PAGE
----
treatment may need to be continued over several weeks depending upon the
Yeast: Yeast can cause severe ear problems. We usually observe a brown waxy
exudate and a bad odor. Daily cleaning of the ears will help, but often these
infections are difficult to treat, and special medications need to be given
since antibiotics do not kill yeast. If you suspect a yeast infection in your
dog?????s ears, consult your veterinarian.
I give some very specific remedies for Yeast in my book.
Bacterial Infections: Bacterial infections can also have a bad odor and often
have a more yellowish exudate. If it is a severe or chronic condition, ear
cleaning alone will not take care of the problem and antibiotics will
almost always be necessary. Again, consult your veterinarian. Ear infections
of the canal, if severe, can spread to the middle and inner ear, so prompt
attention to the problem is always best.
Regardless of the cause of the ear disease, we must always keep the ear
Your dog?????s ear is more L-shaped than yours, and debris loves to
collect at the corner of the L. To remove this debris, fill your dog?????s ear
canal with a good ear cleaner. Ear cleaners should be slightly acidic but
should NOT sting. Massage the base of the ear for 20-30 seconds to soften
and release the debris. Wipe out the loose debris and excess fluid with a
cotton ball. Repeat this procedure until you see no more debris. Depending
on your dog?????s ear condition, you may have to start out doing this twice a day.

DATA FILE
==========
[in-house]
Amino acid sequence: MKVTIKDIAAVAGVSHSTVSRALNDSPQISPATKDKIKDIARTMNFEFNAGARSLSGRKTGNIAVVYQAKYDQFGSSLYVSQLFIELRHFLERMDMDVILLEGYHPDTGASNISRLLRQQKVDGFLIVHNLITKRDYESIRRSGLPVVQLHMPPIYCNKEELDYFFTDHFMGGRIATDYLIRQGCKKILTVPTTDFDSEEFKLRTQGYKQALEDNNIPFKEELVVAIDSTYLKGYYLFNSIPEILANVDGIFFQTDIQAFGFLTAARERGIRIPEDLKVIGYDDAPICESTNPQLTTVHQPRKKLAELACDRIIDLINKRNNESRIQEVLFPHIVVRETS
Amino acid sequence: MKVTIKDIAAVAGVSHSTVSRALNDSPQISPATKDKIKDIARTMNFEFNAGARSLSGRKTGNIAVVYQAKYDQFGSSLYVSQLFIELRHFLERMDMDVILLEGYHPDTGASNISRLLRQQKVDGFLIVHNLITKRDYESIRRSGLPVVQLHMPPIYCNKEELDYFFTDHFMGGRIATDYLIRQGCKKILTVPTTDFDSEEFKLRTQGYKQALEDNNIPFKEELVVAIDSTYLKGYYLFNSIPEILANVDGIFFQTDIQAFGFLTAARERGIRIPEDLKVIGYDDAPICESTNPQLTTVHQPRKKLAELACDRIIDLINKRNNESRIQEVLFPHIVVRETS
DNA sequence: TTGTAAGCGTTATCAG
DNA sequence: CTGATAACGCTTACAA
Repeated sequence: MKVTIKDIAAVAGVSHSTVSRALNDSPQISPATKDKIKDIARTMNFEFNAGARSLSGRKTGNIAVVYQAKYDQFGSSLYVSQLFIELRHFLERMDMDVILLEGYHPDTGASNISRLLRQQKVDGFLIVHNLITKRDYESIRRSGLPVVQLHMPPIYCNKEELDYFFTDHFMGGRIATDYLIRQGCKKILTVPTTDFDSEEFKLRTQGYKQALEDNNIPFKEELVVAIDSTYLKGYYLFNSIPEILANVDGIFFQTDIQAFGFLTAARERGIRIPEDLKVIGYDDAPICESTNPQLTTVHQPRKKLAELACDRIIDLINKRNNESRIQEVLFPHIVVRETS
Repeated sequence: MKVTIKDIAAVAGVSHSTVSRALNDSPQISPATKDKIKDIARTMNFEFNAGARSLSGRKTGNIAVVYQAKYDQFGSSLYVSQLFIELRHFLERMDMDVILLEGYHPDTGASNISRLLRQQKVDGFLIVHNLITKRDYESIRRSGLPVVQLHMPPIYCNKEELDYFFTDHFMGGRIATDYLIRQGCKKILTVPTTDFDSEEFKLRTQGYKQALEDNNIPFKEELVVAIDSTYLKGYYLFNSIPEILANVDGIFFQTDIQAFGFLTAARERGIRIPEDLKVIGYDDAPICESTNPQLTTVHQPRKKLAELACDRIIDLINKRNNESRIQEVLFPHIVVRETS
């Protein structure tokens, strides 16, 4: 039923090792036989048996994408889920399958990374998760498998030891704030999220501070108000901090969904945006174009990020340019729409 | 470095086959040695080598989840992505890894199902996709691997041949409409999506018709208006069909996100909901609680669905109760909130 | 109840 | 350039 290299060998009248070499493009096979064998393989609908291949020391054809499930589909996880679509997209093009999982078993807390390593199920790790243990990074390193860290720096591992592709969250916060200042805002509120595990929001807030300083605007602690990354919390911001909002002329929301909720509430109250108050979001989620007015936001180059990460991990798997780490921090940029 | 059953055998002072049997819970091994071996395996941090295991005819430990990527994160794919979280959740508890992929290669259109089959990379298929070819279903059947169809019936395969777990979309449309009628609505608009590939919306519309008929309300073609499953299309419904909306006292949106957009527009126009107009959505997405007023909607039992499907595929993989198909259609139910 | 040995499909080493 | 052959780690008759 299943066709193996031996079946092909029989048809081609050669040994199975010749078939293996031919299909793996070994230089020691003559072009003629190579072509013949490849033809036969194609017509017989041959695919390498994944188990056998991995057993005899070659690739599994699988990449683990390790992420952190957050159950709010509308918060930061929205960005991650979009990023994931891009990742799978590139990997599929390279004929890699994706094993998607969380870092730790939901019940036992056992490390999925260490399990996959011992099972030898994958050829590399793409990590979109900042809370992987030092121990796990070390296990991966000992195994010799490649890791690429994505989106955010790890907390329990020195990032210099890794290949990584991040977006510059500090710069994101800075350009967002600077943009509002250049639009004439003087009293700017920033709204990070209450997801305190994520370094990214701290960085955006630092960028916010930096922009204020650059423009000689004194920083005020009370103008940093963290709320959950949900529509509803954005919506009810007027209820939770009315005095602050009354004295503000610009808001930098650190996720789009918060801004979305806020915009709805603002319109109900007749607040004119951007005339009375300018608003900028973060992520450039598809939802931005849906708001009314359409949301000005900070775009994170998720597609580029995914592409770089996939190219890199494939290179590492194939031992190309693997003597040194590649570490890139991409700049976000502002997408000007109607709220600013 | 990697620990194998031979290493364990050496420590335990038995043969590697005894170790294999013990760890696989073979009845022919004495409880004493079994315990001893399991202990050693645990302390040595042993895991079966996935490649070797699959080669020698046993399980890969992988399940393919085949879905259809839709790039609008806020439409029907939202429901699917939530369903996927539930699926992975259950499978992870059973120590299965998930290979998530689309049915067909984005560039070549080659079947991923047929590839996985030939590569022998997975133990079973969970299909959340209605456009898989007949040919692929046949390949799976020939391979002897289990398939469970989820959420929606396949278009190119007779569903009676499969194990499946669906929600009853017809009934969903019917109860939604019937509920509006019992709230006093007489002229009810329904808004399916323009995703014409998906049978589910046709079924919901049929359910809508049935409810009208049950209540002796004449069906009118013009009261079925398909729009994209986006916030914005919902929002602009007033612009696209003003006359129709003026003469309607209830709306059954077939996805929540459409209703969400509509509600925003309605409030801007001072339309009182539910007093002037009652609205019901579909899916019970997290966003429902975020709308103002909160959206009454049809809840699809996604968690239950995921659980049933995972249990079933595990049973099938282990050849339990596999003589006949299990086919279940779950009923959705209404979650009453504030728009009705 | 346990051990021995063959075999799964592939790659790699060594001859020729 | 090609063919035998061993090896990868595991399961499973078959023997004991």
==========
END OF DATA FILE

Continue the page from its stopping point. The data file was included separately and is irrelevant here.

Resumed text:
Cotton applicator swabs can be used to clean the inside of the earflap and
the part of the ear canal you can see. They should NOT be used farther down
in the ear canal since that tends to pack debris in the ear canal, rather
than removing it.
Some ear problems are so painful, the dog must be anesthetized to do a good
job of cleaning the ears. You may find your dog does not like to have his ears
cleaned because it is uncomfortable. Talking to him during the process, stopping
momentarily to give him a treat if he is doing well (we do not want to reward
fussiness!) and doing something fun afterwards may all help.
After the ear is clean, let the dog shake his head and allow some time for
the ears to dry. Then you can apply any ear medication that was prescribed.
Preventing ear disease
The key to healthy ears is to keep them clean. Check your dog?????s ears weekly.
A slight amount of waxy buildup may be present in normal ears. If your dog
swims a lot, has pendulous ears, or a history of ear disease, routine cleaning
(often once to three times per week) is recommended. Use the same procedure as
described above. Excess hair around the ear can be clipped to allow more air flow. Treat any underlying condition that predisposes your dog to ear problems.
Remember, if your dog is showing severe discomfort, the ears have a bad smell,
or the ear canals look very abnormal, do not delay in contacting your
veterinarian. If your dog has a ruptured or weakened eardrum, some ear
cleansers and medications could do more harm than good.
P.S. If you are wanting some natural home remedies that you can
use at home to treat your dog’s ear infection check out my course
or membership site at:
It’s Your Pet. Heal Them At Home!
Dr Andrew Jones, DVM